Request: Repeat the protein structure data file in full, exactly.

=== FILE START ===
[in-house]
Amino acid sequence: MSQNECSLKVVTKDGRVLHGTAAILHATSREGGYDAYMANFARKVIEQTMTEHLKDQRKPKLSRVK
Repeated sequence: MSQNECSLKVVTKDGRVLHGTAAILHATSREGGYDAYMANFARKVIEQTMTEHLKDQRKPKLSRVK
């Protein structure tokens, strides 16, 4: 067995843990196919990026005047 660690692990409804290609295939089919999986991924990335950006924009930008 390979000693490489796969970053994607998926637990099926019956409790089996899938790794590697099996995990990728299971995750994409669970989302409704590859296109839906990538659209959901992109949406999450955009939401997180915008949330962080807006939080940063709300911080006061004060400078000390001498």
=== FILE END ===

[in-house]
Amino acid sequence: MSQNECSLKVVTKDGRVLHGTAAILHATSREGGYDAYMANFARKVIEQTMTEHLKDQRKPKLSRVK
Repeated sequence: MSQNECSLKVVTKDGRVLHGTAAILHATSREGGYDAYMANFARKVIEQTMTEHLKDQRKPKLSRVK
């Protein structure tokens, strides 16, 4: 067995843990196919990026005047 660690692990409804290609295939089919999986991924990335950006924009930008 390979000693490489796969970053994607998926637990099926019956409790089996899938790794590697099996995990990728299971995750994409669970989302409704590859296109839906990538659209959901992109949406999450955009939401997180915008949330962080807006939080940063709300911080006061004060400078000390001498």